First, I’d like to thank MacRumors forum member tywebb13 for his instructions on creating a manual bootable USB copy of OS X Mavericks.

    This method requires using the Terminal app. If you’re not comfortable typing commands into Terminal, just use the Lion DiskMaker app (above).

    To continue with using Terminal, follow the steps below.

    1. After downloading OS X Mavericks to your Applications folder and formatting your USB drive (make sure it’s called “Untitled”), open up the Terminal app.

    2. Paste the following command into the Terminal window and hit enter:

    sudo /Applications/Install\ OS\ X\ Mavericks.app/Contents/Resources/createinstallmedia –volume /Volumes/Untitled –applicationpath /Applications/Install\ OS\ X\ Mavericks.app –nointeraction
    view rawmavericks-install hosted with ❤ by GitHub

    3. You will be prompted to enter in your user password. Then, you’ll see a list of processes on the terminal screen that read:

    Erasing Disk:
    Copying Installer files to disk…

    This process runs a special mode built into the OS X Mavericks installer that can create installable media. The disk you’re copying the media onto becomes bootable, too.

    The process takes less time than Lion DiskMaker, but you’ll need to follow the instructions exactly. Don’t move the installer to another folder, and make sure you don’t have more than one disk drive titled “Untitled” connected to your machine.

  • Booting Up and Installing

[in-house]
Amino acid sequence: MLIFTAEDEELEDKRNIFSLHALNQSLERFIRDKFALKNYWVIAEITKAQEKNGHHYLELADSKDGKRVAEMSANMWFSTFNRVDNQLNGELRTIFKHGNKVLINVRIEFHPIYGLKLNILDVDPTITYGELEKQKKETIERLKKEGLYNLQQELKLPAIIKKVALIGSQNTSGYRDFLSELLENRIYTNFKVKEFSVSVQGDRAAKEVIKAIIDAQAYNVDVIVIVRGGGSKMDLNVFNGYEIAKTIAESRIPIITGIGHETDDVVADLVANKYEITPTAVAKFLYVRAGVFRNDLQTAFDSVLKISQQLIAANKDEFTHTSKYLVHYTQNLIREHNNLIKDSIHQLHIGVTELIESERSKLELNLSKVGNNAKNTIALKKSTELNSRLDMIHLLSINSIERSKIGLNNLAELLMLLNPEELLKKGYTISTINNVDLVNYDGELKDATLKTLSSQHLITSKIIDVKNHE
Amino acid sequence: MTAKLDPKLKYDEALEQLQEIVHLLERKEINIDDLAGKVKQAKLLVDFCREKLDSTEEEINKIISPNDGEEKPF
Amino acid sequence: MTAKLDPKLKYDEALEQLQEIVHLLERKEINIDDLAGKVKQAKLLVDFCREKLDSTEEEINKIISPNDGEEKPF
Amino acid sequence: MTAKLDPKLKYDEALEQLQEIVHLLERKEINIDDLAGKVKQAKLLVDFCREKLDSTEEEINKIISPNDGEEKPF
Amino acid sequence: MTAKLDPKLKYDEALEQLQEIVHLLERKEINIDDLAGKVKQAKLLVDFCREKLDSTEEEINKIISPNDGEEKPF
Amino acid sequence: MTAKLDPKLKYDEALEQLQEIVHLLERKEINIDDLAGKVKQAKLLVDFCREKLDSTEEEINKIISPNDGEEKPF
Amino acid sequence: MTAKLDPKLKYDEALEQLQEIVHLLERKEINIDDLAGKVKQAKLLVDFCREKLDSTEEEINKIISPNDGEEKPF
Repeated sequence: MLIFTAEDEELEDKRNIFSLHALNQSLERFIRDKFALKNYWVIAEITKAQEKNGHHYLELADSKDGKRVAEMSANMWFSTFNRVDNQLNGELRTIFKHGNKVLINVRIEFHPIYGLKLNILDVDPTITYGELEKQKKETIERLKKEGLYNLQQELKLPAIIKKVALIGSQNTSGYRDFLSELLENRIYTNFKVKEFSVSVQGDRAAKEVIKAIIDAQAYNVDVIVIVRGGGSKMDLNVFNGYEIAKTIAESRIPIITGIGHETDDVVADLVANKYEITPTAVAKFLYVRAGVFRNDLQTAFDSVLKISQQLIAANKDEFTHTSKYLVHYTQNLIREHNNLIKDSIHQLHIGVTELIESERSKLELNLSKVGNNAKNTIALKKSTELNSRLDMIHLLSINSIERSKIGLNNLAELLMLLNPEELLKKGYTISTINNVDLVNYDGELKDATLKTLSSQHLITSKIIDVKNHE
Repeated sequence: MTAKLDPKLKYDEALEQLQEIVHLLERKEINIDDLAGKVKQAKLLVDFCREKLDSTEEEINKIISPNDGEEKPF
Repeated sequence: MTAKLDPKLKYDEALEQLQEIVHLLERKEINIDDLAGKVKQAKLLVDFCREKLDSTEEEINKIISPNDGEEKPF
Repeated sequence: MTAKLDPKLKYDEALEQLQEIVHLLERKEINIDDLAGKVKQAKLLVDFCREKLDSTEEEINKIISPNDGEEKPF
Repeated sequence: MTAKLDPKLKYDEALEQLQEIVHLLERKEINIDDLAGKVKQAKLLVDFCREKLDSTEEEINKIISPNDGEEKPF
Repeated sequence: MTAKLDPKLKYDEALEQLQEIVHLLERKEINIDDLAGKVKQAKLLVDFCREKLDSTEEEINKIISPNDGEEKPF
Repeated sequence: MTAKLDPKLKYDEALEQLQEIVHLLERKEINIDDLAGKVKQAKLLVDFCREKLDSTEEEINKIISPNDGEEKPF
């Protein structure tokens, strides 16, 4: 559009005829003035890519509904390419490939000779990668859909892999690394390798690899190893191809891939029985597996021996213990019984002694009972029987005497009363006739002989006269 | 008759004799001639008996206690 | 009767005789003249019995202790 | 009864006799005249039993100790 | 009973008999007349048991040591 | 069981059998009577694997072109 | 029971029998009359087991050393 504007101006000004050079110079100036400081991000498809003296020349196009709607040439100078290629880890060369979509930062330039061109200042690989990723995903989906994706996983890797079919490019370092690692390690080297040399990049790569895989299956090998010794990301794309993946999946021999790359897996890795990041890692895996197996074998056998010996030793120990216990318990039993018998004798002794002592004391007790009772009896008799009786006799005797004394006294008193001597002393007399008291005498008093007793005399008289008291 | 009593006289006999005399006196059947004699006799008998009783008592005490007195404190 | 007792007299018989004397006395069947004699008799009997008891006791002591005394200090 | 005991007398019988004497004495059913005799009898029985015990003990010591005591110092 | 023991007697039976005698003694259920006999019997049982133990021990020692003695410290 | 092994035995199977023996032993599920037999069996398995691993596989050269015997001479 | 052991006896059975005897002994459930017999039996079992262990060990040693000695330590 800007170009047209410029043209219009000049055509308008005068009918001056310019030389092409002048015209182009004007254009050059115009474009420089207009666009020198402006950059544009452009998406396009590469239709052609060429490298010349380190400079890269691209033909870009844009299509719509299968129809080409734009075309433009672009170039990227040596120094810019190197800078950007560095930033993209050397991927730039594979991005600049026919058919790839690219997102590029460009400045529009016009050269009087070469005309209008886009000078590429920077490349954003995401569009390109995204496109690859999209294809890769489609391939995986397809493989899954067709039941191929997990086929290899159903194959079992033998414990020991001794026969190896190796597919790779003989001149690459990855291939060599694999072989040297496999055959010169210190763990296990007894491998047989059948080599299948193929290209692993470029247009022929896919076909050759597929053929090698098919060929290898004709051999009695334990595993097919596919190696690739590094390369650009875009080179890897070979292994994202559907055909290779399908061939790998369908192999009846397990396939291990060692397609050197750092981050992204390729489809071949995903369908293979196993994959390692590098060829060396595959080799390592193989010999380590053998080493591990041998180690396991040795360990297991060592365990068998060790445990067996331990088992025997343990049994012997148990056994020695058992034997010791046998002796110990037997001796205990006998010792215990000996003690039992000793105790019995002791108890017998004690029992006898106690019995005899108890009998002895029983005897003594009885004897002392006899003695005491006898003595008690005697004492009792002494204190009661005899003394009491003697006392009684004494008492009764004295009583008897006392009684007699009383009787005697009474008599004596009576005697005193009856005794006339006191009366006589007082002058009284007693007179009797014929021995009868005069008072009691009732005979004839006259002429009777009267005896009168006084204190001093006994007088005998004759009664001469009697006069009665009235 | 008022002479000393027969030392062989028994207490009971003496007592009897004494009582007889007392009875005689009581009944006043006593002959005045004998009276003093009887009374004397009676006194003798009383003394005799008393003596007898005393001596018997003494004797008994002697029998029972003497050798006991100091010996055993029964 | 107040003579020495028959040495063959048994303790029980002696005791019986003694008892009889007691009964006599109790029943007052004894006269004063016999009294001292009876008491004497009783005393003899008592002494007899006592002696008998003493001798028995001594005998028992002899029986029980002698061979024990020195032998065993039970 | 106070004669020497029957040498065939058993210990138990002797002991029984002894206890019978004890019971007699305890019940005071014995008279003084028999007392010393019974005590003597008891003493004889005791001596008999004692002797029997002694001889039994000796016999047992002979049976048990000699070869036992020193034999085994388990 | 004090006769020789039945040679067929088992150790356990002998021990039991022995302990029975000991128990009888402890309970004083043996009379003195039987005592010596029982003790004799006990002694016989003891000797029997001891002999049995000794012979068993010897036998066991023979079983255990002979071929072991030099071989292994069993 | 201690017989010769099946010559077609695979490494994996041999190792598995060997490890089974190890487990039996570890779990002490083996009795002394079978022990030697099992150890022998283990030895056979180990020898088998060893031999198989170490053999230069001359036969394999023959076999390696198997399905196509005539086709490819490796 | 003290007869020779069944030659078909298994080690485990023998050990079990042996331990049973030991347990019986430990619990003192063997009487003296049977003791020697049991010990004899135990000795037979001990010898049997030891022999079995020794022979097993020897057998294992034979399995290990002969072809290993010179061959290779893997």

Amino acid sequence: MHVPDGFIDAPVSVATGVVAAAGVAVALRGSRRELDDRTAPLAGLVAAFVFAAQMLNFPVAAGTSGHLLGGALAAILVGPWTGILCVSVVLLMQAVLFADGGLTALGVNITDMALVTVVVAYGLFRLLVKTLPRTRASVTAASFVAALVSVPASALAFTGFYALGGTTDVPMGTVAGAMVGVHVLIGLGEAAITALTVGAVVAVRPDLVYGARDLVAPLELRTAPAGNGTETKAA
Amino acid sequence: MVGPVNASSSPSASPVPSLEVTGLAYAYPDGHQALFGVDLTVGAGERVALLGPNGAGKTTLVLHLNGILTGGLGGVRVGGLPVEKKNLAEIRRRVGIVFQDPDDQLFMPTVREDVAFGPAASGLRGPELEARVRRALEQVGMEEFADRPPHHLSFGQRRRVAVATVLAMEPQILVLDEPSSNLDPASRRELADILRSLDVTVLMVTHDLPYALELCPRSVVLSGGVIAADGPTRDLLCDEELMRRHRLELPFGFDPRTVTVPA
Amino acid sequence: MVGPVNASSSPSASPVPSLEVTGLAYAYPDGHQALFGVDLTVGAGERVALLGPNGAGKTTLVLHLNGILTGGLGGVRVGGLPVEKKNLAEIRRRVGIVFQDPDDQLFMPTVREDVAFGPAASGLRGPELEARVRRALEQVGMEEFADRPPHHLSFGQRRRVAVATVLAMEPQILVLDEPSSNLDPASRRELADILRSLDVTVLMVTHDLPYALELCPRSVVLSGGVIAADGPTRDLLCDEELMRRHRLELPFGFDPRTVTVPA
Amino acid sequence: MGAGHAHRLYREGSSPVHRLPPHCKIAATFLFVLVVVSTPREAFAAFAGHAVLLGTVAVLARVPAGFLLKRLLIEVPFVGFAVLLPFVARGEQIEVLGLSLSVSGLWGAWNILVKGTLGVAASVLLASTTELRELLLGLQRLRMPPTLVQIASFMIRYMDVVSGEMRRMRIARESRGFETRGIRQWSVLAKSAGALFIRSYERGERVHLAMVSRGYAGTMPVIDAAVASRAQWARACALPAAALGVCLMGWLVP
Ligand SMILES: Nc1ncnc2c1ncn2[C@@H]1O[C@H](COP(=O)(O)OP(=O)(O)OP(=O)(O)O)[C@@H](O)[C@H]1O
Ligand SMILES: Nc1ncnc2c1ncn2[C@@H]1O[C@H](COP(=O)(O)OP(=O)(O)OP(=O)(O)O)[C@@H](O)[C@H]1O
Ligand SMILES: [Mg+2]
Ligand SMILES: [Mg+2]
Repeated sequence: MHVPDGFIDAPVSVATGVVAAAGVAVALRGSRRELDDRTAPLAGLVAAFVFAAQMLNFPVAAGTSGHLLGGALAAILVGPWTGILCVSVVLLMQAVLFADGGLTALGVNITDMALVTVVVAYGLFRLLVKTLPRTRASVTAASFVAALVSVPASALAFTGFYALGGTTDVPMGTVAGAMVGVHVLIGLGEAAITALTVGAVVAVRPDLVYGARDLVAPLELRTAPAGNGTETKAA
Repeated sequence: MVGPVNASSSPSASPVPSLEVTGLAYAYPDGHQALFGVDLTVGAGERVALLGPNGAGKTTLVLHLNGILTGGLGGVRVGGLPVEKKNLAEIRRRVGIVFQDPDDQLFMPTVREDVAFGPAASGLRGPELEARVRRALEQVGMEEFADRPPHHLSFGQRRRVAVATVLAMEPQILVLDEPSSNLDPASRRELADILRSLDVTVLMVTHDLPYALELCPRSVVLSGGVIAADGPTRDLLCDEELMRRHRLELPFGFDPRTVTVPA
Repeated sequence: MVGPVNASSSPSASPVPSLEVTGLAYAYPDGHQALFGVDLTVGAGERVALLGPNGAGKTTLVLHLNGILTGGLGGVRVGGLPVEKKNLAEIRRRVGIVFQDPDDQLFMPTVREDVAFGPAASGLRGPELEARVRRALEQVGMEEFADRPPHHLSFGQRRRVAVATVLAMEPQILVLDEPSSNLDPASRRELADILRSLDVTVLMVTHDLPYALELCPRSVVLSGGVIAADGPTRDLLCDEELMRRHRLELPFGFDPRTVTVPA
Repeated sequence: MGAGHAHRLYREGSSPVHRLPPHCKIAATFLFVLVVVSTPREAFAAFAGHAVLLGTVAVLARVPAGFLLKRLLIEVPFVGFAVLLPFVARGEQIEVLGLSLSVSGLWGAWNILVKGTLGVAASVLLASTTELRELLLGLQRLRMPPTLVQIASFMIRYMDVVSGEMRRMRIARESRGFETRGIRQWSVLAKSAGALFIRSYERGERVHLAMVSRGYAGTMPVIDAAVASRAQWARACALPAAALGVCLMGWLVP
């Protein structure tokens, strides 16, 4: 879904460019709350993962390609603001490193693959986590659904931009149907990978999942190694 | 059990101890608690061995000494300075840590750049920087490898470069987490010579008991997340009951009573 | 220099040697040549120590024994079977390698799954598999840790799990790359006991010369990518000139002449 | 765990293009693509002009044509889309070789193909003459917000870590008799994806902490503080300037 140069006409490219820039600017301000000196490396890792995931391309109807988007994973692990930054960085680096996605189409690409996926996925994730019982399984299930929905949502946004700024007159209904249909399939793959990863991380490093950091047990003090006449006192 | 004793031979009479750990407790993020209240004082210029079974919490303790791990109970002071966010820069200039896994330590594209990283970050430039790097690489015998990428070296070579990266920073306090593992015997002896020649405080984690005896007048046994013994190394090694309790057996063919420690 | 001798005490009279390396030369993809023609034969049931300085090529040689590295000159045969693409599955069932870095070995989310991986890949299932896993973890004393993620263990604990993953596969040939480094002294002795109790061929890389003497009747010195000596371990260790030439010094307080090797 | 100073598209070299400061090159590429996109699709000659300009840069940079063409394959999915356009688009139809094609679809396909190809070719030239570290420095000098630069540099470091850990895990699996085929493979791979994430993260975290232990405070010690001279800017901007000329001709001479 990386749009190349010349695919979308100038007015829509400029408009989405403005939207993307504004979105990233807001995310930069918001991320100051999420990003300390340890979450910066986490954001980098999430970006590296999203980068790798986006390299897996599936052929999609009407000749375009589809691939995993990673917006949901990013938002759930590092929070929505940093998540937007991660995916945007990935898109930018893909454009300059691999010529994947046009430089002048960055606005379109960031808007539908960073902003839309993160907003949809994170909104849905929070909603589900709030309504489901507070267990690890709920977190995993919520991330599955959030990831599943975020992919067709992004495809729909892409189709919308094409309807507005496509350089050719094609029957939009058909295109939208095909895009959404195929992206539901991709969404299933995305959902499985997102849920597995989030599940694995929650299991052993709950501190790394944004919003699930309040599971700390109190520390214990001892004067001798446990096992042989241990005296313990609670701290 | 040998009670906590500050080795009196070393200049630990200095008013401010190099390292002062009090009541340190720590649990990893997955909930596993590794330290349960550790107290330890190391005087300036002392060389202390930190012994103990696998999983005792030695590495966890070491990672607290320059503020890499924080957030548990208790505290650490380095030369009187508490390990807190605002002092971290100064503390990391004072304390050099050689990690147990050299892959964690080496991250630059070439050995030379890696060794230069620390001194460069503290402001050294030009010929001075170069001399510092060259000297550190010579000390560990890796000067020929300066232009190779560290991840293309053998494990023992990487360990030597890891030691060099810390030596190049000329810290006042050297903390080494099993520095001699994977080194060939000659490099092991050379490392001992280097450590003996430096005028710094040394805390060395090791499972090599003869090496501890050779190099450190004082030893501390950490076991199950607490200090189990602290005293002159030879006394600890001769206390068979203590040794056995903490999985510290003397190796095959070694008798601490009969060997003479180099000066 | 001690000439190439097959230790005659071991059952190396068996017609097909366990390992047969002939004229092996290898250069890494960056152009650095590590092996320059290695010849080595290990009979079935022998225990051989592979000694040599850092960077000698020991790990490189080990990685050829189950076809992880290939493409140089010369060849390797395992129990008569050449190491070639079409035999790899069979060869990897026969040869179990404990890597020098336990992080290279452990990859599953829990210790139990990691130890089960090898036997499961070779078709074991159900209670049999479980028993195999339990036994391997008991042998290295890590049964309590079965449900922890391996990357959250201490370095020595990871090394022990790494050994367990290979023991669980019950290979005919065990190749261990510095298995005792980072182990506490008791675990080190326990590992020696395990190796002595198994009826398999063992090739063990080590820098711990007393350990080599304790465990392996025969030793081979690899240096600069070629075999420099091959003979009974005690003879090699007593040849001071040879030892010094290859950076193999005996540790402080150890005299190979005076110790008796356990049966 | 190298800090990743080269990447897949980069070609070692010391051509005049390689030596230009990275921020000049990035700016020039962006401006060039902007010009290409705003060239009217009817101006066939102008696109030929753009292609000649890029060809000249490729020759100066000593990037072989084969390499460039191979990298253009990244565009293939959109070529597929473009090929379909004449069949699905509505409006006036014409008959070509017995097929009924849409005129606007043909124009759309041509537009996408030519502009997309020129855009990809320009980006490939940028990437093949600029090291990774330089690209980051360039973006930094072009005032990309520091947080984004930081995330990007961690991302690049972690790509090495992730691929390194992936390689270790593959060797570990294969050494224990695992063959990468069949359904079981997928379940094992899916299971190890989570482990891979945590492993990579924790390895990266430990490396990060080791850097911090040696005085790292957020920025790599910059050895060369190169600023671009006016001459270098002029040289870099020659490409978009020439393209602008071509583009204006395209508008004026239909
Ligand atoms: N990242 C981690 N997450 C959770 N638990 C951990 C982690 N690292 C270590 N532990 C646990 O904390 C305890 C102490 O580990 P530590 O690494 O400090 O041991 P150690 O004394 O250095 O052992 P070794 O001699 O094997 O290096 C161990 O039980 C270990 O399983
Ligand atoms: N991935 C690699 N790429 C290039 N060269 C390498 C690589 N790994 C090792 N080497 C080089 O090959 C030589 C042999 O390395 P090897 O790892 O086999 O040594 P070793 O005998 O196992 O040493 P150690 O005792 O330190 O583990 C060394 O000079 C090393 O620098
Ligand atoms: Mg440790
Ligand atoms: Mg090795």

Once your USB drive has been created, it’s time to install Mavericks.

    1. Restart (or boot up) your Mac with the USB drive connected and hold down on the Option key. You should see a screen that lets you select a number of different hard drives, including your USB drive that reads, “Install OS X Mavericks.”

    2. Click on that drive to open up a list of settings. If you just want to do a typical OS X installation, you can do so (but then, why did you take the time to make the bootable media?).

    3. For a clean install, open up Disk Utility and erase your main hard drive. Once you’ve done so, you can go back to the Install OS X Mavericks disk and choose “Install a new copy of OS X.”

Mac OS

To hide the user with short user name “Jim” from the login window:

- first log in to an admin account,

- launch Terminal,

- and paste this:
sudo defaults write /Library/Preferences/com.apple.loginwindow \HiddenUsersList -array-add Jim

To unhide the account, enter this:

sudo defaults delete /Library/Preferences/com.apple.loginwindow \HiddenUsersList



(Viết bởi anh HaFoto) - Chụp bằng 10D, 1/20s, F 3.5,  28mm của ống zoom 28-300mm.

Ảnh trên là kết quả của 3 kỹ thuật: